The damage this doctrine has done to investment makes up the second part of the book. Whether as physical capital or human skills, investment creates the capacity that allows domestic supply to match domestic demand. A chronic shortfall in investment is what has created the unbalanced economy. An unbalanced policy prescription – wave after wave of “reform” for workers and their supporting institutions; benign neglect for shareholders; the financial institutions that call the shots; and the CEOs who do their bidding – is what has created that chronic shortfall.

Breaking into this governing nexus of CEOs, shareholders and financial institutions is the final part of the book. The endemic short-termism of the doctrine of shareholder value (discussed from a wide variety of perspectives in a recent TUC-published book is the fundamental flaw. Its consequences include an unwillingness by senior management to invest in the workforce skills necessary to support innovation, preferring instead to make money from well behind the technological frontier, using long production runs that require only semi-skilled labour.

But Driver and Temple go further than this. For the innovative firm, labour isn’t just another dumb “factor of production” to be used up mechanically like steel or printer cartridges. Rather, it is a living input, the level and quality of whose commitment to the firm is both vital – and uncertain. This combination – vital yet uncertain – is why Driver and Temple conclude that workforce participation and representation is necessary if Britain is to become a more innovative, balanced economy. “Employee control rights” are needed, they argue, because:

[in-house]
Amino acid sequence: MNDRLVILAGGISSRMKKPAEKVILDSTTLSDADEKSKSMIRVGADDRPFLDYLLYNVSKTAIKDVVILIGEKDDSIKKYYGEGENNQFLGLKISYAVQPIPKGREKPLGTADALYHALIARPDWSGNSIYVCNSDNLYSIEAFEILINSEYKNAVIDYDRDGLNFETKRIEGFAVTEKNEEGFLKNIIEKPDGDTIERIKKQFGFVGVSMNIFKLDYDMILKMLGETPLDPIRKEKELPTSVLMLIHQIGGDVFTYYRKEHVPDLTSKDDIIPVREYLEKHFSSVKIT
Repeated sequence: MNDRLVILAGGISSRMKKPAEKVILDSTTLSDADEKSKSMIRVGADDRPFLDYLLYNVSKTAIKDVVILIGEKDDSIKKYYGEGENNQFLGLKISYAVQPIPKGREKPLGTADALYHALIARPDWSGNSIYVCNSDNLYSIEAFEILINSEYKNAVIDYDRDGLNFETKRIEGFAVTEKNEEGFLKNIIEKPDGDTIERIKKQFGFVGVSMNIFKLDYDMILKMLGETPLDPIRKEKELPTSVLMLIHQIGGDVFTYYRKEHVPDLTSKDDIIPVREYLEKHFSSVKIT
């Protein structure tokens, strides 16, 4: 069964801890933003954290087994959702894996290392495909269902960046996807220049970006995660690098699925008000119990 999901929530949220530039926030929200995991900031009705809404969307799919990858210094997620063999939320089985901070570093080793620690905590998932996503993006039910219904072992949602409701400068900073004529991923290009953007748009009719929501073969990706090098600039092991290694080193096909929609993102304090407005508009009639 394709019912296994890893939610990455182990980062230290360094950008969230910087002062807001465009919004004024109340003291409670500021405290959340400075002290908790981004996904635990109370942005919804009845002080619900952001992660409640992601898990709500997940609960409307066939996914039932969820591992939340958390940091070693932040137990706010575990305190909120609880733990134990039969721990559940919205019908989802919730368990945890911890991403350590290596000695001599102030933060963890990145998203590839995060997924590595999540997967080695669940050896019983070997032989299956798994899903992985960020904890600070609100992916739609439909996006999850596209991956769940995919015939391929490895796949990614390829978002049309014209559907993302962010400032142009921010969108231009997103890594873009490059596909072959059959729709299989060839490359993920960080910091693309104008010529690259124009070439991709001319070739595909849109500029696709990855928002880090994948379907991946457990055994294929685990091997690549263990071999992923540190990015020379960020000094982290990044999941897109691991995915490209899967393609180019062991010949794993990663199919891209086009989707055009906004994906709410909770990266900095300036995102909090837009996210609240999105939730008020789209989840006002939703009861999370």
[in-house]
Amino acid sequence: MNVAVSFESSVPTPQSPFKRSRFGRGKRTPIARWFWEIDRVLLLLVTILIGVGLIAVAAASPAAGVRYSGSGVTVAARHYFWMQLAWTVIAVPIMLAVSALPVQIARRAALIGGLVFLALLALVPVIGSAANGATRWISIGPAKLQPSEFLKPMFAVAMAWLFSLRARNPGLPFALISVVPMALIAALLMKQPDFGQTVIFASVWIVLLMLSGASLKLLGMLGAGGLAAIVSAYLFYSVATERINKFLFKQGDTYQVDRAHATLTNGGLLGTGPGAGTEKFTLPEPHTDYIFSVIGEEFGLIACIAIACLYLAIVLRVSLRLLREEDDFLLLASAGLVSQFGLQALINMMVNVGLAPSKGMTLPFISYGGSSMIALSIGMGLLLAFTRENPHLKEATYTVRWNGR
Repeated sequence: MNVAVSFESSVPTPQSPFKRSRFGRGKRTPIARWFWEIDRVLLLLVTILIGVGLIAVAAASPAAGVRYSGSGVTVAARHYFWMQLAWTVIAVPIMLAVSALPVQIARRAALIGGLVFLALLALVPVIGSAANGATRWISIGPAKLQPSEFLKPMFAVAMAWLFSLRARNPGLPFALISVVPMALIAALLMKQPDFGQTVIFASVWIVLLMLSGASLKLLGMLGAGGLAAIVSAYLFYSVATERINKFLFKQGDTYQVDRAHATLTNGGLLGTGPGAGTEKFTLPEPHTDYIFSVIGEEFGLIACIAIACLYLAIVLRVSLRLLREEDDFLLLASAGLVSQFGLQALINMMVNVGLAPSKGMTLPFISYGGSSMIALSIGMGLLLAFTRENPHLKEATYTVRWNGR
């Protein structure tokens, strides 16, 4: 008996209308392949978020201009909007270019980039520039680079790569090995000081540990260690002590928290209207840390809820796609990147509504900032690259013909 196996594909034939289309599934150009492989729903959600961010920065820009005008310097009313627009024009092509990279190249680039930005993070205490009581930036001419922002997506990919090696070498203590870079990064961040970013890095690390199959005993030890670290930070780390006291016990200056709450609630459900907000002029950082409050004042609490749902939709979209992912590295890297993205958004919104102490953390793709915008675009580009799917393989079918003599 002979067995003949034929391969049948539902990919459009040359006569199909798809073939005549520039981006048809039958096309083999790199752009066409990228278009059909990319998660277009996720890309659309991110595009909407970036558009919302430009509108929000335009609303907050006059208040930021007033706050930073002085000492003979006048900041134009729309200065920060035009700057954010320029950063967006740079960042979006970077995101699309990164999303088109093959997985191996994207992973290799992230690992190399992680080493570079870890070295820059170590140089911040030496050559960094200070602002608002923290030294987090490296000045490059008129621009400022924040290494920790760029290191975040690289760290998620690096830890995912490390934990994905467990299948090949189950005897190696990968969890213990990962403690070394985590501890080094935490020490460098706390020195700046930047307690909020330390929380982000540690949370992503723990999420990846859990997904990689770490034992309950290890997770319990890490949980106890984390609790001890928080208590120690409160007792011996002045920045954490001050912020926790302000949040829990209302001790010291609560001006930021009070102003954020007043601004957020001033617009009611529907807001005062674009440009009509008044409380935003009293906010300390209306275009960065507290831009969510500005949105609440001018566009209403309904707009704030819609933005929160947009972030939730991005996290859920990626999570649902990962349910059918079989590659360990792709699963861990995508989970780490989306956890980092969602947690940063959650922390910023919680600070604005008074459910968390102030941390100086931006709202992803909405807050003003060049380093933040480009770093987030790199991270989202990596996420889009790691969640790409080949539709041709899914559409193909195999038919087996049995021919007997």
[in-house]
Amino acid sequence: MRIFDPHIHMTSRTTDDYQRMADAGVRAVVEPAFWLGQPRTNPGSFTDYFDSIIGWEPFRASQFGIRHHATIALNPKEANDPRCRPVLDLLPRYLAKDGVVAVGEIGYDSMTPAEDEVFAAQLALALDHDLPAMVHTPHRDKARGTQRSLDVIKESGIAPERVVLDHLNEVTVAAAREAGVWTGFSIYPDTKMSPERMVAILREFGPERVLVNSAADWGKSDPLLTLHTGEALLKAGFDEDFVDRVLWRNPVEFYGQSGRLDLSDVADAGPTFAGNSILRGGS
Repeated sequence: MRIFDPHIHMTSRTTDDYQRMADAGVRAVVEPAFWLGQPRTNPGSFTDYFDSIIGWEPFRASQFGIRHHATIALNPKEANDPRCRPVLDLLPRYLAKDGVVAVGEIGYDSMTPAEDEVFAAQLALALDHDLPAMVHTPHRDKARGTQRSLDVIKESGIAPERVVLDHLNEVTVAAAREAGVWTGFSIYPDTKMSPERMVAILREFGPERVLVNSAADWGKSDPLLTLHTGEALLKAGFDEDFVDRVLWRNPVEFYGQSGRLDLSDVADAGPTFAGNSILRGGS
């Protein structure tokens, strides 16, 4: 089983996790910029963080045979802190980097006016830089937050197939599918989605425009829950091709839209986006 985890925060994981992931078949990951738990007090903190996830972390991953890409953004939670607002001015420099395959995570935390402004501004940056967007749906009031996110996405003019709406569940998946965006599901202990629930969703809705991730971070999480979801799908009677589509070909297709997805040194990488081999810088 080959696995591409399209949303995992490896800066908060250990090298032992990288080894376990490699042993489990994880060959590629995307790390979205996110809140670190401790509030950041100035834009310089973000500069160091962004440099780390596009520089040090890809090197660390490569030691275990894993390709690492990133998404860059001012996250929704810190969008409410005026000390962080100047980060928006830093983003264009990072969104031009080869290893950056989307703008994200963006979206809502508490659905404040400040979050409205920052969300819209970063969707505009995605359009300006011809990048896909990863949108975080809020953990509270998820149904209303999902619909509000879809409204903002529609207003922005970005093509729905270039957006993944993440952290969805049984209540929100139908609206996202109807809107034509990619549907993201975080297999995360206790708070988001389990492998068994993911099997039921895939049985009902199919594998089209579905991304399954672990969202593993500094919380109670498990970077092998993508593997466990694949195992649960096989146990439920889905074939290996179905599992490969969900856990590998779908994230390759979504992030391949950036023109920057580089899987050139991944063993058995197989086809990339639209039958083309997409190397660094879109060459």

“…work commitment in some workplaces is an issue of equal if not greater significance than access to finance. The balance of the two objectives may vary between sectors, but at least in creative and science-based industries, the willingness of workers to identify with the company will be crucial for success. Stakeholding is a form of guarantee to those who are required to sink their knowledge and expertise in the firm and thus put these assets at risk.” (p139).

“Employee control rights” could be translated as “workers on the board” but this I think underplays what the authors have in mind here. Rather, it is about boosting the influence and standing of that layer of senior employees who, even in large organisations, are the ones who know how the place really works – boosting their influence and standing so as to bring the very top layer back under a degree of internal control, thereby checking the now dominant influence of shareholder and financier.

Any book with an academic pedigree requires careful reading. The Unbalanced Economy rewards our attention because it speaks to our time. Driver and Temple make an economic case for “pro-business, pro-worker”. They also advance solutions regarding how that can be done. It is not a future free from all conflict, but it may be a future that avoids the pitfalls of the past.

Dr Peter Kenway is director of New Policy Institute